9. pizzada

    pizzada TS Booster Topic Starter Posts: 72

    Well, I can't afford an Asus in the '939' category, so it's either an Asus 'socket A'...or a Chaintech 'socket 939. '

    My question is, should I try starting it up without flashing first ? or would doing that potentially damage anything ?

    And 'Vnf..' , I saw on a 'How To Build' .mpg that they connected an extra 'power' cable to the Moboard (other than the 20 pin ATX)...it was like a little 3-pin connector, is this standard nowadays for MoBoards ?...and would most new PSUs come with this extra power line ?

    thanks again.
  10. vnf4ultra

    vnf4ultra TechSpot Paladin Posts: 1,388


    I think it would be best to try it first. Flashing is somewhat dangerous, so it should be used only if needed.

    About the "how to build", do you have a link? Newer mobos have a 20 or 24 pin main connector and a 4 pin connector. The only 3 pin I can think of is for powering case fans. Most "decent" powersupplies come with a ton of connectors.
  11. pizzada

    pizzada TS Booster Topic Starter Posts: 72

    Yeah, It very well could have been (and sounds like 'must' have been) a 4-pin and not a 3-pin. I just remeber it being tiny compared to the 20-pin ATX connector.

    I don't remember the link off-hand. (i've been to a gazillion 'How-To-Build a PC' links in the past 7 days.... :giddy: )

    But I do remeber them saying it was for extra-power for the MoBoard somehow.

    The PSU is a Fortron Source 300W: http://www.newegg.com/app/ViewProductDesc.asp?description=17-104-937&depa=1 so I hope it has the right connectors on it.
  12. vnf4ultra

    vnf4ultra TechSpot Paladin Posts: 1,388


    The psu should have the necessary connectors. I remember looking at tons of build a computer articles and forum threads before I built mine. I still had some questions while I was building, so I posted my questions on a forum and got the answers I needed.

    Really though, I would get this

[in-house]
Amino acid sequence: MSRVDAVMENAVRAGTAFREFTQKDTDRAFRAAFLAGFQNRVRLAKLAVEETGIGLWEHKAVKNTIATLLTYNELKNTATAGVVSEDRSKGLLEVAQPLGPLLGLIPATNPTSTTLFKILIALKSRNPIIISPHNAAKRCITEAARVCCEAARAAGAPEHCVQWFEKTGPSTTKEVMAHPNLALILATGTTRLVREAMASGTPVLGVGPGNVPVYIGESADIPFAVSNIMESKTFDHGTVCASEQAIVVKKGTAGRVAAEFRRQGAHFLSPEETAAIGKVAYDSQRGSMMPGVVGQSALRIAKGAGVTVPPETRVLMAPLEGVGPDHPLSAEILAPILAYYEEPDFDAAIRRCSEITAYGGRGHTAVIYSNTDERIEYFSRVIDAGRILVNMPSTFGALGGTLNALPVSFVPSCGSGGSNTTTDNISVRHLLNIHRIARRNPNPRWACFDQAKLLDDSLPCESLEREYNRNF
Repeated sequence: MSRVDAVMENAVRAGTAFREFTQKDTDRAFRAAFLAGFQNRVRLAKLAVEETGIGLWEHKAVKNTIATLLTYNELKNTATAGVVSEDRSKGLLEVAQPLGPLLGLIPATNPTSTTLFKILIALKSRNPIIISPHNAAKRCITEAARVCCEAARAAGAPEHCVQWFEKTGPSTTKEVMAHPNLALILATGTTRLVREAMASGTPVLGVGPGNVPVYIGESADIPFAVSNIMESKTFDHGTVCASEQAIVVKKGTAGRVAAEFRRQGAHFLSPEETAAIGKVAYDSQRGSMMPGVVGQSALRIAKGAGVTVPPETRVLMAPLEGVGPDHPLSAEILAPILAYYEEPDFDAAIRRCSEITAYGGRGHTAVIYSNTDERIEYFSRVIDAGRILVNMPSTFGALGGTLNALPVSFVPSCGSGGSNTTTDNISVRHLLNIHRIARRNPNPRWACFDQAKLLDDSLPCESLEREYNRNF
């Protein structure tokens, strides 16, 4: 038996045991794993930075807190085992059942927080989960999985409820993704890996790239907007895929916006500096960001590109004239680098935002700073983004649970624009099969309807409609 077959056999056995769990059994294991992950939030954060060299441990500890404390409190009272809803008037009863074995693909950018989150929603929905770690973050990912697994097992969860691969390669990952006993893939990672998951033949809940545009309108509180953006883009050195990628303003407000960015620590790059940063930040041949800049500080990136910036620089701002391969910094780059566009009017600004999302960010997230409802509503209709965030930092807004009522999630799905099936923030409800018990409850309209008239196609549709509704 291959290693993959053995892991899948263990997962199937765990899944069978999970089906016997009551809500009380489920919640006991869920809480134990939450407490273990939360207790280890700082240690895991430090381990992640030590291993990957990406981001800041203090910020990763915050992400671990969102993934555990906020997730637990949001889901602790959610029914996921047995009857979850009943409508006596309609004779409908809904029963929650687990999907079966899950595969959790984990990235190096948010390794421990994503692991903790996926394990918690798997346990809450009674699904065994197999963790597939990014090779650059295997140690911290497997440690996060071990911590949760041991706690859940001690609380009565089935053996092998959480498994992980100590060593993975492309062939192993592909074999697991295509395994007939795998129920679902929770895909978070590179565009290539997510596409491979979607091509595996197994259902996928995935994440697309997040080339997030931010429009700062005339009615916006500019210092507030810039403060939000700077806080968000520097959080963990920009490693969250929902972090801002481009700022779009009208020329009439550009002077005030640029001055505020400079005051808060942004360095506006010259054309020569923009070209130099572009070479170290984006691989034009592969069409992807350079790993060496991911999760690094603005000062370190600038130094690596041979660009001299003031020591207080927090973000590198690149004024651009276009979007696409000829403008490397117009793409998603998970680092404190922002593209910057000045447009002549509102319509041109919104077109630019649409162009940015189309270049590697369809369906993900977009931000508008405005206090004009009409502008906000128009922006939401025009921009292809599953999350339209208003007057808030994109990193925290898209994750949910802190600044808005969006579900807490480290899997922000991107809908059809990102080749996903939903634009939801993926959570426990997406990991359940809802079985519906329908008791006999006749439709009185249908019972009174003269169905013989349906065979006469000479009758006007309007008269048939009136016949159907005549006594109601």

psu rather than the one you chose if you want to spend only $30. It has more amps on +12v(18a) wheras the one you list has 15a. Read the first review on the sparkle one, it compares the two psu's. It's only a little more, and it too is recommended on the Hardforum website.

    The "small" power connector is 2pin x 2pin square = 4pin.
  13. fishhookz

    fishhookz TS Rookie Posts: 79

    pizzada, ALi M1689 outperforms NF3 (unpolished driver) & VT800 in most categories. Google for some benchmarks. I was surprised to see these, and was looking for one in my area. No luck.

    A new SiS chipset for AMD64 is doing the same thing. I could find only one mobo with this chipset.
  14. pizzada

    pizzada TS Booster Topic Starter Posts: 72

    I was thinking about that, Vnf...what was making me hesitate was this quote from HardForums:

    any ideas ?
  15. vnf4ultra

    vnf4ultra TechSpot Paladin Posts: 1,388


    A lot of psu's rate themselves by their max output, but some (honest) manufactures rate themselves by the maximum continuous output. A 500watt max psu, would not run continuously at 500w, more like 350w if you factor 30%. But I think fortron (and sparkle, I think they are related) rate their continuous rating rather than max, and according to the article, they even underrate the continuous, so a 300 fortron might be like a cheapo 400-450.
  16. pizzada

    pizzada TS Booster Topic Starter Posts: 72

    Thanks Tedster, for the info...
  17. noodle32

    noodle32 TS Rookie

    I am about to get this same motherboard and CPU combo and have had experiance in updating the BIOS - it's actually easier than you may realize - usually it'll only take a floppy - all you would have to do is go to the manufacturer's website (chaintech.com and typing in the name of the motherboard in the search box and looking under BIOS for updates) to see if there are any compatible updates and usually there will be a 'readme' file included in the download on how to successfully perform this update - (usually it's a batch file that will be designed to copy the flash file already created on the floppy with a preset path for the floppy itself - it's all usually just a matter of opening up the batch file - the system will probably restart and then as the POST is loading (or Power On Self Test - the procedure BIOS goes through to check the connectivity of all of the drives and set parameters set by the user in BIOS before it initiates the operating system (Windows) these updates may include corrections in the mainboards chipset on how it is designed to work in order to make it work more flawlessly (if there should be a flaw originally that isn't corrected before the boards are shipped to market - hopefully this helps! Again - I should be getting this same board very soon so should there be any future questions - feel free to ask! :) Good luck! :)